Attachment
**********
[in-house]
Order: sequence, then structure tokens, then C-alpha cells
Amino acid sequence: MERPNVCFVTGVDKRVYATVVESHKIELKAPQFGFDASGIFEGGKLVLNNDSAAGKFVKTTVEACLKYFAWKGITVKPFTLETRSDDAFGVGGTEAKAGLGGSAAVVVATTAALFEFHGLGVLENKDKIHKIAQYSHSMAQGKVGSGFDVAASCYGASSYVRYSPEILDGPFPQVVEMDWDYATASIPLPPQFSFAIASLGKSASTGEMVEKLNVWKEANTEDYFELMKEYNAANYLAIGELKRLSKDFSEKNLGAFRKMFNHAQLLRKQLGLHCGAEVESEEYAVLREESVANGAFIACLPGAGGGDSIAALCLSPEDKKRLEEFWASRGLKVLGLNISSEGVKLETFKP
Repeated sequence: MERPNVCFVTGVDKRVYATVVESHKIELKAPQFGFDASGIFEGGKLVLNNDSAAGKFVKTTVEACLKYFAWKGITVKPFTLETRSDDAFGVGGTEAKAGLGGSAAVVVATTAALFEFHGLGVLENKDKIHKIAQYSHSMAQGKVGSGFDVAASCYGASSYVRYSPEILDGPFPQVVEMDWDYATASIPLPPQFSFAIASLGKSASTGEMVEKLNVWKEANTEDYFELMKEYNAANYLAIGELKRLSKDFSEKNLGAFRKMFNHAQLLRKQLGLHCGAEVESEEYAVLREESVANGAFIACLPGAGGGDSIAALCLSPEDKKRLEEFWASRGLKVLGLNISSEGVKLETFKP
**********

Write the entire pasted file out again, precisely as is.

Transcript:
[in-house]
Order: sequence, then structure tokens, then C-alpha cells
Amino acid sequence: MERPNVCFVTGVDKRVYATVVESHKIELKAPQFGFDASGIFEGGKLVLNNDSAAGKFVKTTVEACLKYFAWKGITVKPFTLETRSDDAFGVGGTEAKAGLGGSAAVVVATTAALFEFHGLGVLENKDKIHKIAQYSHSMAQGKVGSGFDVAASCYGASSYVRYSPEILDGPFPQVVEMDWDYATASIPLPPQFSFAIASLGKSASTGEMVEKLNVWKEANTEDYFELMKEYNAANYLAIGELKRLSKDFSEKNLGAFRKMFNHAQLLRKQLGLHCGAEVESEEYAVLREESVANGAFIACLPGAGGGDSIAALCLSPEDKKRLEEFWASRGLKVLGLNISSEGVKLETFKP
Repeated sequence: MERPNVCFVTGVDKRVYATVVESHKIELKAPQFGFDASGIFEGGKLVLNNDSAAGKFVKTTVEACLKYFAWKGITVKPFTLETRSDDAFGVGGTEAKAGLGGSAAVVVATTAALFEFHGLGVLENKDKIHKIAQYSHSMAQGKVGSGFDVAASCYGASSYVRYSPEILDGPFPQVVEMDWDYATASIPLPPQFSFAIASLGKSASTGEMVEKLNVWKEANTEDYFELMKEYNAANYLAIGELKRLSKDFSEKNLGAFRKMFNHAQLLRKQLGLHCGAEVESEEYAVLREESVANGAFIACLPGAGGGDSIAALCLSPEDKKRLEEFWASRGLKVLGLNISSEGVKLETFKP